On this year’s International Women’s Day, I’d like to reflect on how we can encourage women to speak up, be heard, and support each other. The #metoo movement has brought to light countless examples of abuse, mistreatment and harassment, but if there is one positive glimmer out of all that is being shared, it’s a sense of solidarity and empowerment.
I believe that entrepreneurship can be a path to channeling that that energy and creating positive outcomes. The time is now to step up and speak out. The time is now to take control of your own destiny. Stop saying “I’m sorry” and start saying “I’m ready to make a difference.”
I believe that sometimes making a difference is being your own boss. In my role as Director of MIT’s educational accelerator program, delta v, I work every day with both female and male student entrepreneurs. Some of these students have ideas that may change the world someday, but even more important is their sense of pride and accomplishment when they can make decisions that shape their own direction and have a positive impact on other people.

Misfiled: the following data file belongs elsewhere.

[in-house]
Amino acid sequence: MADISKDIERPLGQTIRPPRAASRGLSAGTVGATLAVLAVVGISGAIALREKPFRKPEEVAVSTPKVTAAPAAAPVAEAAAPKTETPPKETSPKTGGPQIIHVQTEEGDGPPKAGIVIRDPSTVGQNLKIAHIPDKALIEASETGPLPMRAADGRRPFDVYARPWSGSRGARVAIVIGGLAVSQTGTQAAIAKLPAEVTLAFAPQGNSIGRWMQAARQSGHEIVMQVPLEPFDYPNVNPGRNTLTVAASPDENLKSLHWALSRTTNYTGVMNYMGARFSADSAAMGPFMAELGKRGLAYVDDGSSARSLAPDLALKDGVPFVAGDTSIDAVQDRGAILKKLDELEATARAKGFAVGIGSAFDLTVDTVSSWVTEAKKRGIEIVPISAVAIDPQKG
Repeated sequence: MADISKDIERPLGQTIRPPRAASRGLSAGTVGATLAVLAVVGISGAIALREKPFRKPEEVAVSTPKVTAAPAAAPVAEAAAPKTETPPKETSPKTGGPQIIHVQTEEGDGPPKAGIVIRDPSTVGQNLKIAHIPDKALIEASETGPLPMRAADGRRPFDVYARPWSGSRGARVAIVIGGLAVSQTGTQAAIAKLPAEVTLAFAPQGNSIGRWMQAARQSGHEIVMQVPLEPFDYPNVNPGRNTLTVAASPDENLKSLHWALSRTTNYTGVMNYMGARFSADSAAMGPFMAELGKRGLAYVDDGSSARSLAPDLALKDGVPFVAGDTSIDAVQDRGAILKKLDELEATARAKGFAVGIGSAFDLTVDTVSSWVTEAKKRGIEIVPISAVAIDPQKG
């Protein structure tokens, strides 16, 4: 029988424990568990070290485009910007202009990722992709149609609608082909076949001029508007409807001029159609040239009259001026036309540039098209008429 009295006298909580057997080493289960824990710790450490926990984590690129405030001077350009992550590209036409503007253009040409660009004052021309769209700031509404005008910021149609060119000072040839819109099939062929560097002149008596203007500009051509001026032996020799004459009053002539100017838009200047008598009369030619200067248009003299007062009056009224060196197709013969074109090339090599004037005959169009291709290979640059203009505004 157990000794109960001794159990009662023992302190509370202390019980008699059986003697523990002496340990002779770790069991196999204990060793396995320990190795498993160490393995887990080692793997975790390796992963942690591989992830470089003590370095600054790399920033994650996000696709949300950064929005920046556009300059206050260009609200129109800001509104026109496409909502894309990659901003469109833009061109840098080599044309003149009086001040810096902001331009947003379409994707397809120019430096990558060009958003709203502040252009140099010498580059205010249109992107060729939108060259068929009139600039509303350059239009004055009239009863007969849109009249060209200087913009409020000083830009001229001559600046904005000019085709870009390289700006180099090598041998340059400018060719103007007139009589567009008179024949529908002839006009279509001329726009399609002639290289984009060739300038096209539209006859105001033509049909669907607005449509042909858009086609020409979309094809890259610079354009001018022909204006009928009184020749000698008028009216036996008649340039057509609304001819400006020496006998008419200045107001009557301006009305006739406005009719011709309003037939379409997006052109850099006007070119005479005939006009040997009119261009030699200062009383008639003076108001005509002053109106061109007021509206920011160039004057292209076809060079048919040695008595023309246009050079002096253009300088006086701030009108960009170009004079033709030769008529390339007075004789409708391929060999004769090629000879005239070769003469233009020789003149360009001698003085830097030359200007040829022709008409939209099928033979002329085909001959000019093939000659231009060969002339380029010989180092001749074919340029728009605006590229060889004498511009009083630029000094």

Maybe being an entrepreneur is not for everyone. But, if and when you are in a position to define your own path, you have turned the tables and now have control. You can help not only yourself, but others.
Female Entrepreneurs Make a Difference
This infographic from Entrepreneur on female entrepreneurship shows that women are founding companies at historic rates with more than 9 million women-owned businesses in the U.S. today. These businesses will provide over 5 million jobs this year. Interestingly, businesses with a woman on the executive team are also more likely to have significantly higher valuations (64% higher) at Series A. These statistics demonstrate that women are creating new models of leadership, and that is hopefully changing the balance of power.
How to Get Started
Now is the time to be an entrepreneur, yet the hardest thing about entrepreneurship is getting started. Newton’s first law states an object at rest stays at rest unless acted upon by an external force – and this is true for entrepreneurship as well. So, you need to give yourself a push. For inspiration, here are some stories of female entrepreneurs gaining ground at MIT.
Find the focus that is right for you. Entrepreneurship for small and medium enterprises (i.e. opening your own business in an established industry, such as a florist, hair salon, or consultant) is different than innovation-driven entrepreneurship (i.e. the next “big idea”, inventing something new) but they both let you be your own boss.
Read the full post at BostIinno
Trish Cotter is an Entrepreneur-in-Residence at MIT and Director of the Global Founders’ Skills Accelerator (GFSA) at the Martin Trust Center for MIT Entrepreneurship.